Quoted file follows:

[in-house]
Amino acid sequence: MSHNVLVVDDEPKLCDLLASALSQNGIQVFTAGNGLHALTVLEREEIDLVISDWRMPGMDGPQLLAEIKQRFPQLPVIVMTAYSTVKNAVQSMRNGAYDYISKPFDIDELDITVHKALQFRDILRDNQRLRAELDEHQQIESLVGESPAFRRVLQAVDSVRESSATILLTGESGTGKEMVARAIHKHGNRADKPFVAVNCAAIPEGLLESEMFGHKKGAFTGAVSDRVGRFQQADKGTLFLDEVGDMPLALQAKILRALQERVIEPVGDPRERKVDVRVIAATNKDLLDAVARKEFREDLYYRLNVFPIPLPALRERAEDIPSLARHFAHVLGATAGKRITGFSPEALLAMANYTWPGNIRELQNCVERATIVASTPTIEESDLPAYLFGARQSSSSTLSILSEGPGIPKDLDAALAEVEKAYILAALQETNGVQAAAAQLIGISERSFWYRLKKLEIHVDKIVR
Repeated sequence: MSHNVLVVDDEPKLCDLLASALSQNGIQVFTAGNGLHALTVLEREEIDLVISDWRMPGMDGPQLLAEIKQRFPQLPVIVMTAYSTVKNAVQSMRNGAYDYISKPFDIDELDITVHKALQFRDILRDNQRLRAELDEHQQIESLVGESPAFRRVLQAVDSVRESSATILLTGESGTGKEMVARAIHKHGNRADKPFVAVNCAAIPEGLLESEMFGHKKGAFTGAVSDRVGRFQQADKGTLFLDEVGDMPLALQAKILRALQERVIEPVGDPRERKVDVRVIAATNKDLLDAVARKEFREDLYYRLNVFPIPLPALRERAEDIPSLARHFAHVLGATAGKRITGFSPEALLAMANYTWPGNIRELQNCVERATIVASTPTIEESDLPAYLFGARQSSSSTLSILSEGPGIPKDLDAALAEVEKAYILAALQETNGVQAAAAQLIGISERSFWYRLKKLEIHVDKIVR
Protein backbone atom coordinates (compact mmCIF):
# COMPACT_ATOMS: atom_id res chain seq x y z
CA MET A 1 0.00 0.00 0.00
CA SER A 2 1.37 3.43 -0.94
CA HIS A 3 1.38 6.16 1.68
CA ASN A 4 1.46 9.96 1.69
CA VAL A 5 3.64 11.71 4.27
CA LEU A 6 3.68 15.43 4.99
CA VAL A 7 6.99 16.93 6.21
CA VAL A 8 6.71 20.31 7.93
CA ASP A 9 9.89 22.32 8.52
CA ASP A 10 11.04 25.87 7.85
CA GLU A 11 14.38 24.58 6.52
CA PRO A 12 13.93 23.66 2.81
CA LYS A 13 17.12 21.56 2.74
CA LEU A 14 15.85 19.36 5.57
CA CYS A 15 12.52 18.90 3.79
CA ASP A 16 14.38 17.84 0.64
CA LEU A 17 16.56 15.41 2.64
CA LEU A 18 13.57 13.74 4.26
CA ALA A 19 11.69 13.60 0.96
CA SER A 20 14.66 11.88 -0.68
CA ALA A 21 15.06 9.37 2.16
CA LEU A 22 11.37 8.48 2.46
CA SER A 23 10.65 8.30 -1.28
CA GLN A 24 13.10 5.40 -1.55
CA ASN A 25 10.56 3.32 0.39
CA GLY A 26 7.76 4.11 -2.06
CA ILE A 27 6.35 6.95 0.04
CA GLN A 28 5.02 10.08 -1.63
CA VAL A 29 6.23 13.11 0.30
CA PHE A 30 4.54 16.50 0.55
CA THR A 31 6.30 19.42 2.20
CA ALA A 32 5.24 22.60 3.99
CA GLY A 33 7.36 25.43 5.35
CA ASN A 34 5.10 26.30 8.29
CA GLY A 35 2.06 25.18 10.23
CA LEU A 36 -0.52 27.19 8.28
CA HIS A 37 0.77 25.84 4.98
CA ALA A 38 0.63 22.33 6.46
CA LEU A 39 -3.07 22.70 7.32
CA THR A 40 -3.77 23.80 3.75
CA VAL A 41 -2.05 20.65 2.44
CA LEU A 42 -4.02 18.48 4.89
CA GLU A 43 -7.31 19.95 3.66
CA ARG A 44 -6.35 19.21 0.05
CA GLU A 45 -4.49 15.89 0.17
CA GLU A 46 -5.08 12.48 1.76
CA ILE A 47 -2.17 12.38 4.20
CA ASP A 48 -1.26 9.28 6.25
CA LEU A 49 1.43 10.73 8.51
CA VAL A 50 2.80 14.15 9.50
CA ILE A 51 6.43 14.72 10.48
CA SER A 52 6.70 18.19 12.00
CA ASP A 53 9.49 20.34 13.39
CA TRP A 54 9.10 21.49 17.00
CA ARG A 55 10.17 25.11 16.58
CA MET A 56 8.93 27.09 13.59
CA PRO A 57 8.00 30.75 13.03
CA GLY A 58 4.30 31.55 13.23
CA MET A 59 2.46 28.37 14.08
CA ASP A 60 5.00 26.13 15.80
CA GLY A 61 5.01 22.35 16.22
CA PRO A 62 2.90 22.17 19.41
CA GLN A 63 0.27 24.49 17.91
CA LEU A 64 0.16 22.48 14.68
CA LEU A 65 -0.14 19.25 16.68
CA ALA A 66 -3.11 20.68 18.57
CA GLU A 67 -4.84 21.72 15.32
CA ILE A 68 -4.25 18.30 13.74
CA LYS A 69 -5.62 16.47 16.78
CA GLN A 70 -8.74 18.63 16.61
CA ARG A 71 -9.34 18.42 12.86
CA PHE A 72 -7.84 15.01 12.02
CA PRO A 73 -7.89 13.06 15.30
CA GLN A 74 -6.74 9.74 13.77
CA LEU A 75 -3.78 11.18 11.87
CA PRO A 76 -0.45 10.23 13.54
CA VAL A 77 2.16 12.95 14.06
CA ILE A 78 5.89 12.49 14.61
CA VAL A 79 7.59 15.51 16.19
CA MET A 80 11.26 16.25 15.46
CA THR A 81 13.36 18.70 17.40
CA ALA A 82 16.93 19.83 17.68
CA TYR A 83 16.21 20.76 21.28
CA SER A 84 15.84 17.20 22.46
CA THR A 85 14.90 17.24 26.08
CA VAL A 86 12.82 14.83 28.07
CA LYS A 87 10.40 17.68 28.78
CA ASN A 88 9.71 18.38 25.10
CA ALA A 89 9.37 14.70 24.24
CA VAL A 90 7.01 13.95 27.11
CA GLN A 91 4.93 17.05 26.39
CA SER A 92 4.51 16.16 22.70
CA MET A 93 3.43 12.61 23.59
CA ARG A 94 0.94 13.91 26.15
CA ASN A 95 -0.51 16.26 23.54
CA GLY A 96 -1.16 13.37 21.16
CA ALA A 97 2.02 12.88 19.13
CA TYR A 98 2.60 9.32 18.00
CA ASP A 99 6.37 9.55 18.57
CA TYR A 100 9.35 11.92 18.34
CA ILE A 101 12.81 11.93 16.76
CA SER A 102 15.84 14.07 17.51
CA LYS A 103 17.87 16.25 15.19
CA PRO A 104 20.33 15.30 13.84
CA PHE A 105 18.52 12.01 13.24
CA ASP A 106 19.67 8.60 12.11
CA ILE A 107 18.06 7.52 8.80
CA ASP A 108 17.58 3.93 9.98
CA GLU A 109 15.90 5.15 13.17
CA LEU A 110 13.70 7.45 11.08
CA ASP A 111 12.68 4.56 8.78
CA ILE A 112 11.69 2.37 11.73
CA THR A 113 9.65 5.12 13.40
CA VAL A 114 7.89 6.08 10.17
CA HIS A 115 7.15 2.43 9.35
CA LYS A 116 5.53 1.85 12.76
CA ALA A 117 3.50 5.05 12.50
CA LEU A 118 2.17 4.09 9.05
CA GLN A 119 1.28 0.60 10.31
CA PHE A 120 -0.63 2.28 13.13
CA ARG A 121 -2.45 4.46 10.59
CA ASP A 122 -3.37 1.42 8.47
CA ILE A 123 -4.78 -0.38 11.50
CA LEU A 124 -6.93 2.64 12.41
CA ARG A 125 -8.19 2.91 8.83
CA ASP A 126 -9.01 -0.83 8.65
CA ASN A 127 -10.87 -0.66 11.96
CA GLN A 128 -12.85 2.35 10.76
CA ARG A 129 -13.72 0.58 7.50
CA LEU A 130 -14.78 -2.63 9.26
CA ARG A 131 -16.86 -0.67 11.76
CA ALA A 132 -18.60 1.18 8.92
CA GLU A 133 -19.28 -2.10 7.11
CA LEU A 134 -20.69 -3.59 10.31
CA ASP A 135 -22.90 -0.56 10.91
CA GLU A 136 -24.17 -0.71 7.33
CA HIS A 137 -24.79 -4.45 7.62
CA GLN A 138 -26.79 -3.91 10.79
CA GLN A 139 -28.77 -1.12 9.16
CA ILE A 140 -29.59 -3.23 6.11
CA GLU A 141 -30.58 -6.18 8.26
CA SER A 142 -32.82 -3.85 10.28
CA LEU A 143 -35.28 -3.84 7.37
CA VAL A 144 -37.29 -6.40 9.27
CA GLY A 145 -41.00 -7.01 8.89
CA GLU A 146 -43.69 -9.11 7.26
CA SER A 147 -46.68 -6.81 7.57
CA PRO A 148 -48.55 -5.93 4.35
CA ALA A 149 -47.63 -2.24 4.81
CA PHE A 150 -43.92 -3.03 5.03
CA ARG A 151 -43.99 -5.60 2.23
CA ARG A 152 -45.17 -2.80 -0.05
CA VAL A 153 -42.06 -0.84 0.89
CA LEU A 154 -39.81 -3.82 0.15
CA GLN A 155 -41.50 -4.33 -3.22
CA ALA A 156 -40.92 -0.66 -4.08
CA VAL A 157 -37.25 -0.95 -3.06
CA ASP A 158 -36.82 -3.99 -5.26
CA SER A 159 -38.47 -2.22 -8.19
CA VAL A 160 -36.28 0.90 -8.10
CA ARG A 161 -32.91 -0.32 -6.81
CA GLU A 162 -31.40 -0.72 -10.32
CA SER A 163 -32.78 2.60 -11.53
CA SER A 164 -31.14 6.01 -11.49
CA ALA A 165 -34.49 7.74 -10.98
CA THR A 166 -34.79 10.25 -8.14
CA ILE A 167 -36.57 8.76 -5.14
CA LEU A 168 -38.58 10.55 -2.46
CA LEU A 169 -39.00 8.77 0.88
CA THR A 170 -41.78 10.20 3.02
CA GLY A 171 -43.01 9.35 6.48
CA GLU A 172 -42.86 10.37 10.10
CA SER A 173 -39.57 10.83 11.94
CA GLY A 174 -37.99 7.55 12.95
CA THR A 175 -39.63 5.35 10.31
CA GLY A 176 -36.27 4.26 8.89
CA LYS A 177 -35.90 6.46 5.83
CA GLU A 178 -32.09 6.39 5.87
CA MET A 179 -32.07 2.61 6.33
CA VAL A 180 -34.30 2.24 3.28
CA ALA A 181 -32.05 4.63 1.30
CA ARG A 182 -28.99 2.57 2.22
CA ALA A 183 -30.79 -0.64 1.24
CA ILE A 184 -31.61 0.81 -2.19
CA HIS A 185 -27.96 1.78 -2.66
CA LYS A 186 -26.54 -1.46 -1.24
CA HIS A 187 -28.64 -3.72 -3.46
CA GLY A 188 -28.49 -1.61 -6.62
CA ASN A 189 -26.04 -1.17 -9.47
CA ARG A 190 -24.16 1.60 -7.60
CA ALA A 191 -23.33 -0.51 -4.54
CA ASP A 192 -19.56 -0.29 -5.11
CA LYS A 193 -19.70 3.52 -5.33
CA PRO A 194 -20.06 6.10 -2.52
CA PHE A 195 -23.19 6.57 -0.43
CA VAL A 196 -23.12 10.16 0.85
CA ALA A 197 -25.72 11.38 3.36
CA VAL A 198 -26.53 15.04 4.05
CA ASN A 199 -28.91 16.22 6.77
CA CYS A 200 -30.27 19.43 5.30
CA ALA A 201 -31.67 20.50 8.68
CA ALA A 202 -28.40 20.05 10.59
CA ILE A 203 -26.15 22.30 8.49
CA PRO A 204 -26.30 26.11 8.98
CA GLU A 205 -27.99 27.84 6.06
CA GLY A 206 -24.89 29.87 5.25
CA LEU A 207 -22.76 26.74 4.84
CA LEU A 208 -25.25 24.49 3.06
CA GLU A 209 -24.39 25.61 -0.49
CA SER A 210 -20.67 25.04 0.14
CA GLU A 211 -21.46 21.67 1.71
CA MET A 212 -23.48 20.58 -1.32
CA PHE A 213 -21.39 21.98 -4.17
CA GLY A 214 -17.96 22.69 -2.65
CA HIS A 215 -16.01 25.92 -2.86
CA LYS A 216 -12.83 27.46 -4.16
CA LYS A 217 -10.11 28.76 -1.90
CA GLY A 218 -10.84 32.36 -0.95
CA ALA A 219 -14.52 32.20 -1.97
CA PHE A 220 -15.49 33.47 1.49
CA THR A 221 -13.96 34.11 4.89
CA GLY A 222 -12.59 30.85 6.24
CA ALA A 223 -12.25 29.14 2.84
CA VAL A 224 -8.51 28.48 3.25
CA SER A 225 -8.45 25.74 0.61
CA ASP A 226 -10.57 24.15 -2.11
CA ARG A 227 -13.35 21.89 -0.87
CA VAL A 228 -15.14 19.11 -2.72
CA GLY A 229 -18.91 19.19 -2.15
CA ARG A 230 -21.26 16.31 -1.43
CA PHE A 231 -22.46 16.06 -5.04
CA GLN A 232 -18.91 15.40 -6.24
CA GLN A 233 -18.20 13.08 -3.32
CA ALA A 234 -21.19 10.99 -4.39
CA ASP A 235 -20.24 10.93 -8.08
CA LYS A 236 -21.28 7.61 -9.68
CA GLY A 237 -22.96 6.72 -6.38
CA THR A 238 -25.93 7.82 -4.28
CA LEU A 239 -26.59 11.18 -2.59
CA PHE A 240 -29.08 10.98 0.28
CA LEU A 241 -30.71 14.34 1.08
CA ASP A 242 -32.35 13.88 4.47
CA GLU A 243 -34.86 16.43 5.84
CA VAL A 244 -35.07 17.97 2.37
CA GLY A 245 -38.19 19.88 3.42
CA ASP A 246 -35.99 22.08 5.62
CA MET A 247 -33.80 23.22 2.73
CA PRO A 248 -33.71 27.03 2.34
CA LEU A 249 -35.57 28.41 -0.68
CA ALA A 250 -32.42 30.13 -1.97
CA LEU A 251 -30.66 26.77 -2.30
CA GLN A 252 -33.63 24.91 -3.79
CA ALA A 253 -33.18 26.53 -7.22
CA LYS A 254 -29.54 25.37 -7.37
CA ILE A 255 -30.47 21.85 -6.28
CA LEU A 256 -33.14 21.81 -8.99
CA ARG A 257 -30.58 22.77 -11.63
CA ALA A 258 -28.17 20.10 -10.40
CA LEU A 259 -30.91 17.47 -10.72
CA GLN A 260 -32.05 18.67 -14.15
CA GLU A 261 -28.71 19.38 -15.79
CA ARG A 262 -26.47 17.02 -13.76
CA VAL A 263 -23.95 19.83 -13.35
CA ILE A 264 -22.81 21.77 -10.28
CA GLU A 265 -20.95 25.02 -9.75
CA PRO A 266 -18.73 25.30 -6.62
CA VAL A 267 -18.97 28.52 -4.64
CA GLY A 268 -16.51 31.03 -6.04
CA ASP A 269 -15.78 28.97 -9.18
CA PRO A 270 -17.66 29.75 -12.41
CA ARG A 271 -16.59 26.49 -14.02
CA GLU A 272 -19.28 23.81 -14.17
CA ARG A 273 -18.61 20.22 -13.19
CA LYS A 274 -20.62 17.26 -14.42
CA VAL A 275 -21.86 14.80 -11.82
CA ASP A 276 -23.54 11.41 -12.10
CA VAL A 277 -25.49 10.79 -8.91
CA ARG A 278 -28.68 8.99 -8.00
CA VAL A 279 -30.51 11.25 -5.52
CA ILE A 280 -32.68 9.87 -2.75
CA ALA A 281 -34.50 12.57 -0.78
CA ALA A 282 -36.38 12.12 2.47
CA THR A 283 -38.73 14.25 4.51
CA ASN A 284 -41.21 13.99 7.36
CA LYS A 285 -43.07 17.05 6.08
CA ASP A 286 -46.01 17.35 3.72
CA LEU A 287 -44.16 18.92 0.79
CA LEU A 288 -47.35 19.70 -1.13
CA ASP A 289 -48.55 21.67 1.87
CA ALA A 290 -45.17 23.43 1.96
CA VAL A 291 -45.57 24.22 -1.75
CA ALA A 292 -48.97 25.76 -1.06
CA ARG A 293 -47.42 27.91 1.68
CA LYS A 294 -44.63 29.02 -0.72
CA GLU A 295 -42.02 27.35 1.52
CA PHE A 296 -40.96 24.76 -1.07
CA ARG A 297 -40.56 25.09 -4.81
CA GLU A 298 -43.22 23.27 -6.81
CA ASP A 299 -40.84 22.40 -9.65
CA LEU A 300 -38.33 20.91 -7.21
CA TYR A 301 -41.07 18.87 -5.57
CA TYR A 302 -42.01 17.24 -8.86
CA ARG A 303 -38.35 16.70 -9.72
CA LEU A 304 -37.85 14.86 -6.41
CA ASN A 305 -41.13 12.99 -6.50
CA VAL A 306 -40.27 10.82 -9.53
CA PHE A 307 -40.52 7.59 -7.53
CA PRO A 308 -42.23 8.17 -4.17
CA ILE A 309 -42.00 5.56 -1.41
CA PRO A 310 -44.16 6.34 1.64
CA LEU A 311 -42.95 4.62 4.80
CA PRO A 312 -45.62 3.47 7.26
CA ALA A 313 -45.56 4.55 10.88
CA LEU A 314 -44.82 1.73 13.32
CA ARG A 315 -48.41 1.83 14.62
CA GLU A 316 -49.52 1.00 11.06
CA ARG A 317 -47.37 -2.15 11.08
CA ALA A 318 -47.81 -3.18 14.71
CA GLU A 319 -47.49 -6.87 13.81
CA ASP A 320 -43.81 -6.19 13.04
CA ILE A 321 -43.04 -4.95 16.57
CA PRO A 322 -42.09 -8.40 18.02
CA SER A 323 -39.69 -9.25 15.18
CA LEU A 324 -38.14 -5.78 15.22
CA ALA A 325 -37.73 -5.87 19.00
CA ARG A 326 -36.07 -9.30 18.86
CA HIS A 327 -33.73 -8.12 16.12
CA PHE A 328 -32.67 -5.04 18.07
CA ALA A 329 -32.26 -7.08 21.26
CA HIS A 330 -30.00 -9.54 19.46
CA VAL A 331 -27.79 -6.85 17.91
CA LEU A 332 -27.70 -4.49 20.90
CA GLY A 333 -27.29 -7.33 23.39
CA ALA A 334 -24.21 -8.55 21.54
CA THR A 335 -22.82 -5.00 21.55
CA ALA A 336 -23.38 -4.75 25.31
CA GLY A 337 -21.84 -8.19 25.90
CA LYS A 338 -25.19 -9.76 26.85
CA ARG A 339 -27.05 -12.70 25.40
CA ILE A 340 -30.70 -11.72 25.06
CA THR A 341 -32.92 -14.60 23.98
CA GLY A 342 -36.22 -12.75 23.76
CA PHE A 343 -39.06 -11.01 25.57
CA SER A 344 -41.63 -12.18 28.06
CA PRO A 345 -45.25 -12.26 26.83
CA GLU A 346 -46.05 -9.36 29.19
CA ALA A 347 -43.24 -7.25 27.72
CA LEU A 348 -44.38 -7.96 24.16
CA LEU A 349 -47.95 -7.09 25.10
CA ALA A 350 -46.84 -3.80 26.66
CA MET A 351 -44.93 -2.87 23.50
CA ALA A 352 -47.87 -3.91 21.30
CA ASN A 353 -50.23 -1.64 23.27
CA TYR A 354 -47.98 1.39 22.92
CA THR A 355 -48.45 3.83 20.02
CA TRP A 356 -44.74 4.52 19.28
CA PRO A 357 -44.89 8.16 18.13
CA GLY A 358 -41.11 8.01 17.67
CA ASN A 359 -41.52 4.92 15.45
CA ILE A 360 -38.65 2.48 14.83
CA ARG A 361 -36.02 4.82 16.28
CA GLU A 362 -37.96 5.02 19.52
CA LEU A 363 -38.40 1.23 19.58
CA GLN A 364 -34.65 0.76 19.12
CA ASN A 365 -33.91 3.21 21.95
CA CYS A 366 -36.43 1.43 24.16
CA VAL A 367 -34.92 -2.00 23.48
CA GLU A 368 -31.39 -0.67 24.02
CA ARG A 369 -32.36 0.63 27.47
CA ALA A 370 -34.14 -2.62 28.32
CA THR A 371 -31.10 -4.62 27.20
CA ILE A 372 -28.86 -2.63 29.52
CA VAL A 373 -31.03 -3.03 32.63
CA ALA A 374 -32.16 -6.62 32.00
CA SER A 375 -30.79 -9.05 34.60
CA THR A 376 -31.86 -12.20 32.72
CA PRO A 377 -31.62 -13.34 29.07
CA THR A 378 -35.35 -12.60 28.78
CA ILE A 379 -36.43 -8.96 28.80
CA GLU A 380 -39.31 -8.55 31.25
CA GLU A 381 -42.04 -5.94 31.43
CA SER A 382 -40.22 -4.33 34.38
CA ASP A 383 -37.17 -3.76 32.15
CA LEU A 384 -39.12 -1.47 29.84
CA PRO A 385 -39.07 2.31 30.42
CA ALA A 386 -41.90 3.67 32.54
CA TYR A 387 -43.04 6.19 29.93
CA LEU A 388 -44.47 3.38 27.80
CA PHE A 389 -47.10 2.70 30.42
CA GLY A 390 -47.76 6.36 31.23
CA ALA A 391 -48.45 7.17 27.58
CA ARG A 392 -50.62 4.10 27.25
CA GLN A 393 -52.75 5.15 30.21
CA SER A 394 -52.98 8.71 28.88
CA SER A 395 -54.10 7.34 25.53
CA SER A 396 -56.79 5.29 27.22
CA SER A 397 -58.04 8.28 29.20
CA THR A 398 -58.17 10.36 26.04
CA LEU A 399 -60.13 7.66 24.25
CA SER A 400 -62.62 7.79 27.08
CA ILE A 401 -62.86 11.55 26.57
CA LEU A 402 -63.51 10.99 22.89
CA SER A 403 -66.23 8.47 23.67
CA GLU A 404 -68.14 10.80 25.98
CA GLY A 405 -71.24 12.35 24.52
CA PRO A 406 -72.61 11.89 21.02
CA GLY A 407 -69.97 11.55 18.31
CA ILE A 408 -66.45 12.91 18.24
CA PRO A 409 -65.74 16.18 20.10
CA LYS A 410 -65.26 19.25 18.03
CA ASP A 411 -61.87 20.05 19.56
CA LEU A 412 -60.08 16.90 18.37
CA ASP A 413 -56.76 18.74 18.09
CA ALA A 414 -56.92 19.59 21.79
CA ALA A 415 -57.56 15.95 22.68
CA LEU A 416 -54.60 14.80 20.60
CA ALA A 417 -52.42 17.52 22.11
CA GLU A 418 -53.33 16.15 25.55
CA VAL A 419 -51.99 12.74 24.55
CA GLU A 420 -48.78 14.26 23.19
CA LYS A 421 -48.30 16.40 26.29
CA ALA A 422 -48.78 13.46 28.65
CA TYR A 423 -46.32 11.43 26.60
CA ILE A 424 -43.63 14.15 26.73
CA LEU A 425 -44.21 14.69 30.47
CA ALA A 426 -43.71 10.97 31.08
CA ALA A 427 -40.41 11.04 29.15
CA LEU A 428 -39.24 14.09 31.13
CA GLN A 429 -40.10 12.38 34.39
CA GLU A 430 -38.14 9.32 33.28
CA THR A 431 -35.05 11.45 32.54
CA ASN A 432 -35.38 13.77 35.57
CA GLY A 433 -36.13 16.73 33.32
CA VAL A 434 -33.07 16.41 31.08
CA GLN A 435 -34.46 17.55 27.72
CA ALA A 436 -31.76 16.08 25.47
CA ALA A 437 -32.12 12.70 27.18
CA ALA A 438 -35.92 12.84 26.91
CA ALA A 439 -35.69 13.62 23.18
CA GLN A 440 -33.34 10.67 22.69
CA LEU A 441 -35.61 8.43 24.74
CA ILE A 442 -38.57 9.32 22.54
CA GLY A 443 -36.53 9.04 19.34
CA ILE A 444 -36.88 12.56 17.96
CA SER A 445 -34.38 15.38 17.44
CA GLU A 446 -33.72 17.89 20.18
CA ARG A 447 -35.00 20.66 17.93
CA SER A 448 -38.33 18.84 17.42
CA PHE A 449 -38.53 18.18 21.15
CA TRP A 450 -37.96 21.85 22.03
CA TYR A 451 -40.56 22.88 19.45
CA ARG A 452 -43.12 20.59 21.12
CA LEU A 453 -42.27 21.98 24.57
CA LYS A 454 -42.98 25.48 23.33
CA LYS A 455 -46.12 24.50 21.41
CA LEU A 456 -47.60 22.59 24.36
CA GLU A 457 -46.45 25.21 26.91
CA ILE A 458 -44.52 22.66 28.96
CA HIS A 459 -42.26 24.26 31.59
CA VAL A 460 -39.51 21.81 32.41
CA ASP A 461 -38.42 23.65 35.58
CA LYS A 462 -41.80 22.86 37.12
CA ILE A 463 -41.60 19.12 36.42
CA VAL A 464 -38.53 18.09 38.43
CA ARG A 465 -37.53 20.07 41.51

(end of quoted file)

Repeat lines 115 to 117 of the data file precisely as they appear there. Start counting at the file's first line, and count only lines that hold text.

CA LEU A 110 13.70 7.45 11.08
CA ASP A 111 12.68 4.56 8.78
CA ILE A 112 11.69 2.37 11.73